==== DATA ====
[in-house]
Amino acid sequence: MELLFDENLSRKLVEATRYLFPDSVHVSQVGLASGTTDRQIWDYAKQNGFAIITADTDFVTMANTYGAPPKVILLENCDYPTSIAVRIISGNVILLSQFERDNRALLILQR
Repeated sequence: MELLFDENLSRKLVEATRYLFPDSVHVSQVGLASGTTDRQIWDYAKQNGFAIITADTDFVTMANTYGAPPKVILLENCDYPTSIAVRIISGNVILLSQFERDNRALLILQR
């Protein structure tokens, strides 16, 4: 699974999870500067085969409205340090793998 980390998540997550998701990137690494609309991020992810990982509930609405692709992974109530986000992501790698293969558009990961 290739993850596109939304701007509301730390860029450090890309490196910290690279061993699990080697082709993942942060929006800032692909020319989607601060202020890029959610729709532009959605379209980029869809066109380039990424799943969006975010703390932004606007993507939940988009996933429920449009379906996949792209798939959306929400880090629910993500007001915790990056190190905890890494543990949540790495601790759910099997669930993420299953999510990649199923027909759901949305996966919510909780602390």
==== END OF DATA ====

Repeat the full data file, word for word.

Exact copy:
[in-house]
Amino acid sequence: MELLFDENLSRKLVEATRYLFPDSVHVSQVGLASGTTDRQIWDYAKQNGFAIITADTDFVTMANTYGAPPKVILLENCDYPTSIAVRIISGNVILLSQFERDNRALLILQR
Repeated sequence: MELLFDENLSRKLVEATRYLFPDSVHVSQVGLASGTTDRQIWDYAKQNGFAIITADTDFVTMANTYGAPPKVILLENCDYPTSIAVRIISGNVILLSQFERDNRALLILQR
């Protein structure tokens, strides 16, 4: 699974999870500067085969409205340090793998 980390998540997550998701990137690494609309991020992810990982509930609405692709992974109530986000992501790698293969558009990961 290739993850596109939304701007509301730390860029450090890309490196910290690279061993699990080697082709993942942060929006800032692909020319989607601060202020890029959610729709532009959605379209980029869809066109380039990424799943969006975010703390932004606007993507939940988009996933429920449009379906996949792209798939959306929400880090629910993500007001915790990056190190905890890494543990949540790495601790759910099997669930993420299953999510990649199923027909759901949305996966919510909780602390």